To introduce students to our local star, the sun, especially its structure and its features such as sun spots, magnetic fields, and solar flares.
Students have started to add more detail to their picture of the universe at this age. Now students should start to learn about individual planets, moons, and the stars. By focusing on physical characteristics of the sun, this lesson will give students a general understanding of what a star is, which can be the basis of understanding the general make-up of other stars in far off galaxies.
There is a pre-activity that you may want to read ahead of time at: How Are Magnetic Fields Related To Sunspots?
Students will need the images at SOHO Images. You can either have students see them online, or print them out on color transparencies before the lesson.
The Stanford Solar Center website has reprinted a humorous interview called An Interview with Mr. Sol from Astronomy Magazine. This offers some general information about the sun and will be a good conversation starter for this lesson.
You may want to have students read the interview aloud before discussing the following:
- How does the sun fit into the galaxy? (Students should have picked up from the article that the sun is one of 100 billion stars in the Milky Way. If they didn't, that's okay. They will be doing an activity on this topic.)
- The sun says he's made up of the right stuff. What is that? (75% hydrogen, 25% helium.)
- Why does the sun describe its job as just sitting around making hydrogen into helium? (He talks about fusion which is what happens in order for the hydrogen to become helium.)
- The sun mentions the tragic death of a star right in our neighborhood - can stars die?
- Do you know anything about those unsightly sunspots that the sun describes as dark magnetic depressions?
- What are the "Solar Flares" or "coronal mass ejections" that the sun refers to as gas?
Have each student describe, either in words or with a picture, how the sun fits into the universe. They should demonstrate that the sun belongs to our solar system, which belongs to the Milky Way Galaxy, which is one galaxy of many in the universe.
All About the Sun
Students will produce a report on the sun by the end of the lesson based on these investigations:
- Draw a diagram of the sun and its layers. (This should include the photosphere, chromosphere, corona, convection zone, radiative zone, core.)
- Below the diagram describe each layer in your own words with a few sentences.
- Describe solar spots.
- What is the sun spot cycle?
- Describe solar flares.
The Sun - A Multimedia Tour is a good introduction to the sun and will help students with their report writing, however other sites should be explored as well. Students should play the movie clips if their computers have the capabilities.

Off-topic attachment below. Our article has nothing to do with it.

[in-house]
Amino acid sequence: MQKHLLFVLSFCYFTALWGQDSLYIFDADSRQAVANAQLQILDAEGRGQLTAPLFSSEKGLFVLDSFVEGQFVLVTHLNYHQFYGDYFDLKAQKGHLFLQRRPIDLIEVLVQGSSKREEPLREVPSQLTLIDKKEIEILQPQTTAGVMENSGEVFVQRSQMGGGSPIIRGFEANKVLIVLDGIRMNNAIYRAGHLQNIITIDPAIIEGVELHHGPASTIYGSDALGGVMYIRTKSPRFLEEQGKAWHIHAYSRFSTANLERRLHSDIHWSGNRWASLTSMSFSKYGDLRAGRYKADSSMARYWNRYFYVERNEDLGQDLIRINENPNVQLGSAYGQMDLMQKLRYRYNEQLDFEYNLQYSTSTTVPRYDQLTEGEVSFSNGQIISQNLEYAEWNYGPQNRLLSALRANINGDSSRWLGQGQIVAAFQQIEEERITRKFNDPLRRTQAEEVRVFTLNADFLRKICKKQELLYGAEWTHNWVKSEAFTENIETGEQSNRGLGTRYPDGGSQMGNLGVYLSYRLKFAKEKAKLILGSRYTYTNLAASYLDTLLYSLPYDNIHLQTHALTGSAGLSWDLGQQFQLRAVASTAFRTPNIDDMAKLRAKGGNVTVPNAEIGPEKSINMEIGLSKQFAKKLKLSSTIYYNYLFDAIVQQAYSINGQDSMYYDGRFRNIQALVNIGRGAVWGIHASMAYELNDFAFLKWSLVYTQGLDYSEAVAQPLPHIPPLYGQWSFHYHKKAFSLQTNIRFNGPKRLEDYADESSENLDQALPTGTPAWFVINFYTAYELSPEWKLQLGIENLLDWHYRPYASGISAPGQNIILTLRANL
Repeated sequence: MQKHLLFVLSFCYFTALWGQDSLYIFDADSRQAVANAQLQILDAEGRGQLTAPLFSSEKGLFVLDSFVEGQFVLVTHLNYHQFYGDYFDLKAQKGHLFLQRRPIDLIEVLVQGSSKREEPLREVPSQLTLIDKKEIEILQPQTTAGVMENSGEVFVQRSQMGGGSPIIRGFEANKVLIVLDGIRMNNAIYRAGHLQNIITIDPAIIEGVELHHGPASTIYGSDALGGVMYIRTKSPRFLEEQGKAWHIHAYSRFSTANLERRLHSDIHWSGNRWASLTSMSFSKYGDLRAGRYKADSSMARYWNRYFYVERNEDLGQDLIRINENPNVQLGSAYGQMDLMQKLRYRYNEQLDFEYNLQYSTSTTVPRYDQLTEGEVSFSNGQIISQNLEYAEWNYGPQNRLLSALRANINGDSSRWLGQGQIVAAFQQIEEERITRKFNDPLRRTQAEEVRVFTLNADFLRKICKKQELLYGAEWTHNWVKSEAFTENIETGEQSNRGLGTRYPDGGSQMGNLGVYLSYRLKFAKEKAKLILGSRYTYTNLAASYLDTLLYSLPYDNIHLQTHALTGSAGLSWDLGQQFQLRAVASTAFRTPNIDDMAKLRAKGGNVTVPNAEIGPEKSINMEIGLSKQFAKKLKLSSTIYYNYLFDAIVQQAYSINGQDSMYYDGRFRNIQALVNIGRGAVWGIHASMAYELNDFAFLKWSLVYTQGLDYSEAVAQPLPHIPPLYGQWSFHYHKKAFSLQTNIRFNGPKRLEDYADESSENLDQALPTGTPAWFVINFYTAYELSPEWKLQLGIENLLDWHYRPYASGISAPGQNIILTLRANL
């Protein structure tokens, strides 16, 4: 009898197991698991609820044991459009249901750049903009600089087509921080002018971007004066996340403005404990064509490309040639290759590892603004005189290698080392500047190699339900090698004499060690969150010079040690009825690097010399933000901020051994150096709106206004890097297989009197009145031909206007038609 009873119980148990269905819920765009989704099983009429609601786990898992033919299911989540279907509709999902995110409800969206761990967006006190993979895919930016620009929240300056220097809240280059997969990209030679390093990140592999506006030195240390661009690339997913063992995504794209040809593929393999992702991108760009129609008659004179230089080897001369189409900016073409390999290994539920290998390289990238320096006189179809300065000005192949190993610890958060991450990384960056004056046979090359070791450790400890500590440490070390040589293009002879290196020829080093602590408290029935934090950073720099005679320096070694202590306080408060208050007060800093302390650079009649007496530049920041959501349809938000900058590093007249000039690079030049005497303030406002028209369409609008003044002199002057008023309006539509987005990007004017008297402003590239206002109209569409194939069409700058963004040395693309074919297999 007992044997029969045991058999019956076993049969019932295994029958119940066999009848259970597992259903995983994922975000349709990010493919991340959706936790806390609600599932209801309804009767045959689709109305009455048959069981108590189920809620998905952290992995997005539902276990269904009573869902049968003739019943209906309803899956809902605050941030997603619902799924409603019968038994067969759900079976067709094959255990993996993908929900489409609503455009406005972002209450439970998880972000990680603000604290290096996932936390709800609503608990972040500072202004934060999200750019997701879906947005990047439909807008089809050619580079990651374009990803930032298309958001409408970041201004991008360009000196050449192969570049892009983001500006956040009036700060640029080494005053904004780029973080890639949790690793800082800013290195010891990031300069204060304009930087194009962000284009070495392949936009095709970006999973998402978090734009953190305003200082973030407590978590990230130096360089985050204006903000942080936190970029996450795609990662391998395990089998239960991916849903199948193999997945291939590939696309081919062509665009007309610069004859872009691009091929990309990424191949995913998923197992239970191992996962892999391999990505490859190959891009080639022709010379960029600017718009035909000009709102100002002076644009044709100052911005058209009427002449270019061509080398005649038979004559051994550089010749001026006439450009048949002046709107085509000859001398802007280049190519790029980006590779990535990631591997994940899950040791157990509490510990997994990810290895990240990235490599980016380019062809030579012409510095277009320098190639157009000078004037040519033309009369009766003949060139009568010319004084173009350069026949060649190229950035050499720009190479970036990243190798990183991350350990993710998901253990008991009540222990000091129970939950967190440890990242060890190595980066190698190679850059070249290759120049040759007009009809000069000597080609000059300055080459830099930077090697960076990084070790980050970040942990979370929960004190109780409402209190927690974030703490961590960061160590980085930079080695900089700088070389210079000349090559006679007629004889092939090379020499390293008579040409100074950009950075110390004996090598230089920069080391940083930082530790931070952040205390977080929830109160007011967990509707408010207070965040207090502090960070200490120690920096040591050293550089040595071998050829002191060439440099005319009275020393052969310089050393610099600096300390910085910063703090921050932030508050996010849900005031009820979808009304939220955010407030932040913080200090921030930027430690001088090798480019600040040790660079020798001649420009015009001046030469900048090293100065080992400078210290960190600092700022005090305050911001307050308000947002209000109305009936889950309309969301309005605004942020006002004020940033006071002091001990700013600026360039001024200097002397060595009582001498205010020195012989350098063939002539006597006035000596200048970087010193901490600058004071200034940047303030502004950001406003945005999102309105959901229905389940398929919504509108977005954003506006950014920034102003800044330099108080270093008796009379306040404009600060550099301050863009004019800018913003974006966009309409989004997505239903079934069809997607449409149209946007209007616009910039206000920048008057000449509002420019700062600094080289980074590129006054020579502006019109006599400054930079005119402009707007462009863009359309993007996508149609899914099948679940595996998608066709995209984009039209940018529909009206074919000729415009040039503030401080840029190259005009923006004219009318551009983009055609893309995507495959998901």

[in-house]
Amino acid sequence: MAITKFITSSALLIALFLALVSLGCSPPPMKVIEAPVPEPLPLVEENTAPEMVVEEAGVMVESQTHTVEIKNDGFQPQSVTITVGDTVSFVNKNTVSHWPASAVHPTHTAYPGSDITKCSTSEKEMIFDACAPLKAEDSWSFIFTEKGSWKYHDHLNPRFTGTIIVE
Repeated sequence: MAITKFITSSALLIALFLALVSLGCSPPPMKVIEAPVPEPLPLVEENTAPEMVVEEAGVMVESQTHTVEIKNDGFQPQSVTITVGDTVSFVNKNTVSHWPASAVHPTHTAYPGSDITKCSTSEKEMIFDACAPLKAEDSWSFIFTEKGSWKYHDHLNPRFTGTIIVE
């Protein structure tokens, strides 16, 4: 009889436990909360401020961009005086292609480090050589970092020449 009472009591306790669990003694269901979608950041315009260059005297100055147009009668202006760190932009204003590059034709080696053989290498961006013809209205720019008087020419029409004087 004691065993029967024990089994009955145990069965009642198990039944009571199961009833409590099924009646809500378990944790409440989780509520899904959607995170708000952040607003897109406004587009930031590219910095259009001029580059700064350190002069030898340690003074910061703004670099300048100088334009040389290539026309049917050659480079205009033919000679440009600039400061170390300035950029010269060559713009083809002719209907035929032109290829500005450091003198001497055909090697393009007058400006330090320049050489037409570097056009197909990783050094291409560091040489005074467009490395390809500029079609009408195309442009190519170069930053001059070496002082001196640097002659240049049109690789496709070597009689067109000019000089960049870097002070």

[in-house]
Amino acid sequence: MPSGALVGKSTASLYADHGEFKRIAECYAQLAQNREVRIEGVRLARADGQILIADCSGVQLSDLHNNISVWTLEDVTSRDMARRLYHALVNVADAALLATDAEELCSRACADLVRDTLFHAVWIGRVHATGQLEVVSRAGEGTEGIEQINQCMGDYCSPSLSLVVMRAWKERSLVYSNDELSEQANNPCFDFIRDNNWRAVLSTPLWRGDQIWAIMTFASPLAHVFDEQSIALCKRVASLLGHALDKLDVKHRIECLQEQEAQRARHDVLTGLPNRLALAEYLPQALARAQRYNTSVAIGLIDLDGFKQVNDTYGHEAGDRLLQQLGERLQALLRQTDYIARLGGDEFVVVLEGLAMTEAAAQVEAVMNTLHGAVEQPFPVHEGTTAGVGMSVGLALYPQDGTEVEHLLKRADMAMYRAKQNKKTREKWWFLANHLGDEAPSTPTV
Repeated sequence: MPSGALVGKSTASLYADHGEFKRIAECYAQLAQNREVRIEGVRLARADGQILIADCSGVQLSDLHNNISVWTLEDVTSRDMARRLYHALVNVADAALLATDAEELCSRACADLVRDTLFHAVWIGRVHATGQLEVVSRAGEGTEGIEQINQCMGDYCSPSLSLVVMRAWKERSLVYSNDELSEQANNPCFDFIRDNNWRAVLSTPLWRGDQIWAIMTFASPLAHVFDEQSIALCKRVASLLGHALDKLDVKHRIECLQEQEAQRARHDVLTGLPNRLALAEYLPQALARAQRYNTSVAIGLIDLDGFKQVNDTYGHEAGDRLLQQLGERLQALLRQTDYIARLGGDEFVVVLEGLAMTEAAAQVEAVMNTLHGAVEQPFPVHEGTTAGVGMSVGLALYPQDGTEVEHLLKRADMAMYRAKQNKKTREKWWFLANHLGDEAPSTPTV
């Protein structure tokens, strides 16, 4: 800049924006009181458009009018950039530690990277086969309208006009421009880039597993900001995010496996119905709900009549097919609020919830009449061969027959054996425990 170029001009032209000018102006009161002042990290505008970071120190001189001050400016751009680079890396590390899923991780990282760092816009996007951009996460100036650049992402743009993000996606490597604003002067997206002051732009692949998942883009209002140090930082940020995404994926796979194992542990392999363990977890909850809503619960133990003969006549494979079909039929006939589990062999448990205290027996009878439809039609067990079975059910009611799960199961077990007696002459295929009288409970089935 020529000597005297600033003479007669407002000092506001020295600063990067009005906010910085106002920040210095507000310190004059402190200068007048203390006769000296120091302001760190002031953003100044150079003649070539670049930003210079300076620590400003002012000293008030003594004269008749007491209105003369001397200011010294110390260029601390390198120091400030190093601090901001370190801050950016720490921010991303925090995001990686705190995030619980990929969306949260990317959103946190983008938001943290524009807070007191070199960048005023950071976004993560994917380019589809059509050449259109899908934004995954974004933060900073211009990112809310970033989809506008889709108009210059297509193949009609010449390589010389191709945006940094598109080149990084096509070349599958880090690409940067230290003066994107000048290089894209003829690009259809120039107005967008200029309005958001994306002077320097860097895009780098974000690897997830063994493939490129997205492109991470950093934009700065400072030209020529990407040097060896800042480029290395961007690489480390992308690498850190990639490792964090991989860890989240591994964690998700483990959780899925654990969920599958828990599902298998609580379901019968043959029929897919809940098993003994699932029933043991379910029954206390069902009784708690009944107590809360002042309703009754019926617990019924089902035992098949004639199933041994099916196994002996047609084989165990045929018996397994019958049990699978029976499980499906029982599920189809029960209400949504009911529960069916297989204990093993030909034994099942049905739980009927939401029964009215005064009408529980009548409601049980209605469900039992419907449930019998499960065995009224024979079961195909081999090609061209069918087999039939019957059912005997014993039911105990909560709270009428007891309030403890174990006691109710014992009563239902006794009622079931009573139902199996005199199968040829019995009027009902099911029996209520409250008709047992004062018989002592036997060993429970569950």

You may want to recommend that students take notes as they go through the tour, and explore the following sites: The NinePlanet's The Sun, Stanford Solar Center's Today's Solar Weather, and the Windows to the Universe's Sun.
Now that students have a better understanding of the sun, there are two activities to follow. Have students work in pairs to do each activity. They should record each experiment by following the directions, and answering accordingly.
For each pair of students, distribute:
- 1 bar magnet sealed inside a sandwich bag
- 2 sheets of white paper
- 1 sheet of transparency film
- small cup of iron filings
Have students do the preactivity at: How Are Magnetic Fields Related To Sunspots?
Then, at the same site, have them do the main activity at How Are Magnetic Fields Related To Sunspots? These two activities will take a whole class period.
Using their notes from the Internet investigations and from the two activities above, students should complete their reports as a homework assignment.
Assess the lesson by revisiting the opening exercise, only this time students will write their own personifications of the sun. They can write a biography, short story, or interview of the sun. They should have enough knowledge to give the sun life and make silly puns about the day to day life of our sun.
This writing assignment in conjunction with the report on the sun will give you a good idea of what your students now know about the sun.
The Solar Flip Book is an activity in which students create flip books that show the progression of two solar events on reversible sides of the flip books.
The Solarscapes curriculum supplement for the middle school level provides an overview of solar phenomena, and then focuses on sunspots. Solarscapes can be downloaded.